If you've followed the Vijay Singh doping scandal, you know that he was cleared because the World Anti-Doping Agency rescinded its stance on deer antler spray when his appeal process led the PGA Tour to inquire with WADA "to confirm a number of technical points."
The PGA Tour, having never commented on the case other than to say no comment, then cleared Singh even though he had violated the doping policy as it was stated when Singh admitted to purchasing and using deer antler spray.
Yet Vijay has not named WADA in his suit and many think he would have had some merit to his claim had he named the organization that originally named deer antler spray as a violation and then changed their mind. After all, as recently as February 5th WADA had issued a warning about deer antler spray in light of Vijay's admission. The PGA Tour remained silent.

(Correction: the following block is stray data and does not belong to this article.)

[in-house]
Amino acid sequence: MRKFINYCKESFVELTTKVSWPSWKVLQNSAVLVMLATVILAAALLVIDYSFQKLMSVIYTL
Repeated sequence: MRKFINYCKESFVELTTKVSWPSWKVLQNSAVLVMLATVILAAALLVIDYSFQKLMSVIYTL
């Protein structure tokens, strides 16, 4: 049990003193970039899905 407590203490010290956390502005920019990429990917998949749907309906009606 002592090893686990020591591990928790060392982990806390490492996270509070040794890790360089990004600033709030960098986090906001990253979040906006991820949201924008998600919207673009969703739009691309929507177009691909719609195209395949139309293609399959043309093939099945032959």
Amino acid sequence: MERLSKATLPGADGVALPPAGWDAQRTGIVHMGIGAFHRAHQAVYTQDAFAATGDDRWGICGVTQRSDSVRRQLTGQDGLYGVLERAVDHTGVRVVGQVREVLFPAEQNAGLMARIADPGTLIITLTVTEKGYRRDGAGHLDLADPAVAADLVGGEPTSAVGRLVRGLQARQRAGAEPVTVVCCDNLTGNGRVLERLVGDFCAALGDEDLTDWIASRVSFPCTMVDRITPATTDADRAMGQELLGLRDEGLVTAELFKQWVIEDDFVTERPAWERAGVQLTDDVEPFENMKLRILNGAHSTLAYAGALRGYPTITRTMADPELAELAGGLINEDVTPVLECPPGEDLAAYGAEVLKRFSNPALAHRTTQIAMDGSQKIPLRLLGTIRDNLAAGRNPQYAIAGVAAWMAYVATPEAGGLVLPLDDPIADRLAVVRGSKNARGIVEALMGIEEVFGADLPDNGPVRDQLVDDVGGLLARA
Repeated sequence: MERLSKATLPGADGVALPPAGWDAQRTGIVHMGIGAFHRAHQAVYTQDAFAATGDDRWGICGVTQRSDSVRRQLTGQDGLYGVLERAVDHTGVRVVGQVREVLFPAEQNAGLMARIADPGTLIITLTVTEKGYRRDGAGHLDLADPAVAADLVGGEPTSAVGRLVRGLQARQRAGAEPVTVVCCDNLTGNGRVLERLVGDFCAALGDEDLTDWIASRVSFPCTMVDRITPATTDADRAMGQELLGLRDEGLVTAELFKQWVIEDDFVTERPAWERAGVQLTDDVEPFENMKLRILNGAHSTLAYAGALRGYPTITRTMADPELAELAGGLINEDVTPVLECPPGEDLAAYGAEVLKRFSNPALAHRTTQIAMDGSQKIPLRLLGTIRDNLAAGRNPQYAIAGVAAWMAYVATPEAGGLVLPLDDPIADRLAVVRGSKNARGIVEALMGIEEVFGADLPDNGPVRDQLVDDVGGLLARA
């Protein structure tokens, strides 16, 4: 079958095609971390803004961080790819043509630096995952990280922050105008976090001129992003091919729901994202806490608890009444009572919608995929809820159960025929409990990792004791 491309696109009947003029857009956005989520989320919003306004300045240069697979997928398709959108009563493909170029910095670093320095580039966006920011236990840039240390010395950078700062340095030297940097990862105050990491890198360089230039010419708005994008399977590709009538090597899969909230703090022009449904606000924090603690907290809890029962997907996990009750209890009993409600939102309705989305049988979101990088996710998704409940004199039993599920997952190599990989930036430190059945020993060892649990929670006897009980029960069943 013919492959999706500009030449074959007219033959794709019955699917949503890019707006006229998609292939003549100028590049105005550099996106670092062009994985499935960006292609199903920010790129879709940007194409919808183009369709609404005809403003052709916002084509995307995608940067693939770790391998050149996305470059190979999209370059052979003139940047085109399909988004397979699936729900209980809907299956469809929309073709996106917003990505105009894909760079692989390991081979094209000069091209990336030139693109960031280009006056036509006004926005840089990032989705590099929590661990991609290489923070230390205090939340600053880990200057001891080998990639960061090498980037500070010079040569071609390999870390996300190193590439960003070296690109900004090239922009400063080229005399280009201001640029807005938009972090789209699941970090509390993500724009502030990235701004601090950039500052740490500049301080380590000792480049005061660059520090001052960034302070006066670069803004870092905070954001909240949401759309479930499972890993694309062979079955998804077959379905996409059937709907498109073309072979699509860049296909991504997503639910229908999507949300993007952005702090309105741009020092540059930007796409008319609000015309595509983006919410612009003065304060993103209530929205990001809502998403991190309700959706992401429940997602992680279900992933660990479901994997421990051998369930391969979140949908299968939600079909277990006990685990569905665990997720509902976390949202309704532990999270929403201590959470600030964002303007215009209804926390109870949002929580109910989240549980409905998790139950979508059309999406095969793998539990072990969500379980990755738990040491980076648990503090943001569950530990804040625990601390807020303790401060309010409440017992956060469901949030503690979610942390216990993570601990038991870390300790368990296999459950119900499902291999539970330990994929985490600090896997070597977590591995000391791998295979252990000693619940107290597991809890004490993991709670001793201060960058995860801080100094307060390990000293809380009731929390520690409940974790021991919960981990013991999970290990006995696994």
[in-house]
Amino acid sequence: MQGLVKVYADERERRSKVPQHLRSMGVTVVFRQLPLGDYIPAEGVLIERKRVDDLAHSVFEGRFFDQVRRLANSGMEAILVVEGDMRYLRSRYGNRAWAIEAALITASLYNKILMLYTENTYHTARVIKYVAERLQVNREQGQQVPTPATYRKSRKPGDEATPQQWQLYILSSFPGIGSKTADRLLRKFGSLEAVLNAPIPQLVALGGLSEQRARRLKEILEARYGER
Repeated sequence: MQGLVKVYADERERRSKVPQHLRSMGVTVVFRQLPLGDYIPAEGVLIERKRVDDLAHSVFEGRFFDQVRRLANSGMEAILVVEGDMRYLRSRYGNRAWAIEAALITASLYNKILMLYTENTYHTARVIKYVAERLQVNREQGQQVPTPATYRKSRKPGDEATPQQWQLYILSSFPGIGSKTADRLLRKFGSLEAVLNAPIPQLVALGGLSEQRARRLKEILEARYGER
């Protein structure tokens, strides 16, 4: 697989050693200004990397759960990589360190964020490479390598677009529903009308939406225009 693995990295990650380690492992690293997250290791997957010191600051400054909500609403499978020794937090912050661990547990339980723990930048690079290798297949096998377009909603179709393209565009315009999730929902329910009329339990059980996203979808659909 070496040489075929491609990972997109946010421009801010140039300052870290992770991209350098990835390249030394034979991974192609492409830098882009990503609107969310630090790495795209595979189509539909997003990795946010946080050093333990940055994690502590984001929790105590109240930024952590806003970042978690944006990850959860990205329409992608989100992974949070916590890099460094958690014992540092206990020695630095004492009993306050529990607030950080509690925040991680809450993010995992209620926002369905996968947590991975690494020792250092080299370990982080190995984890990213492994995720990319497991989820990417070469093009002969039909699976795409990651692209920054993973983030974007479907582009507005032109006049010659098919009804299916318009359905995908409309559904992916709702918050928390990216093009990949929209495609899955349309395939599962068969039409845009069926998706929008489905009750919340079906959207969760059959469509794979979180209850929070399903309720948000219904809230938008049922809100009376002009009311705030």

Singh's lawyers, who just magically were at The Players Wednesday--a day after filing the suit in New York--spoke to Golf Channel but did not go on camera. They did, however, get asked by reporter Todd Lewis and producer Scott Rude about WADA and attorney Peter Ginsburg responded:
Golf Channel: Will you take issue with WADA?
Ginsberg: We are only focused on the PGA (Tour).
Golf Channel: In the recent past, the Tour has defaulted to WADA with issues related to performance enhancing drugs…
Ginsberg: All the PGA Tour had to do was reach out to the UCLA laboratory to analyze the spray is to ask UCLA to do a basic, elementary test to determine whether it contained any substance that was banned. The PGA (Tour) didn’t. They didn’t even bother. I don’t know if it was arrogance or irresponsibility. It was uneducated.
Would Vijay have at least some credibility had he also sued WADA?
Singh heard him, and he responded to the fan, who was speed walking away at what seemed record speed. This reporter couldn’t make out Singh’s response, but a marshal following Singh did hear it.
“Vijay said, `Why don’t you come here and say that,’” the marshal stated.
The insult came with Singh on his way to take a drop in the 18th fairway after rinsing his drive in the lake. Whether the insult was commentary on Singh’s errant tee shot or on the lawsuit is unclear, but it provided a jarring end to a reasonably quiet day for Singh.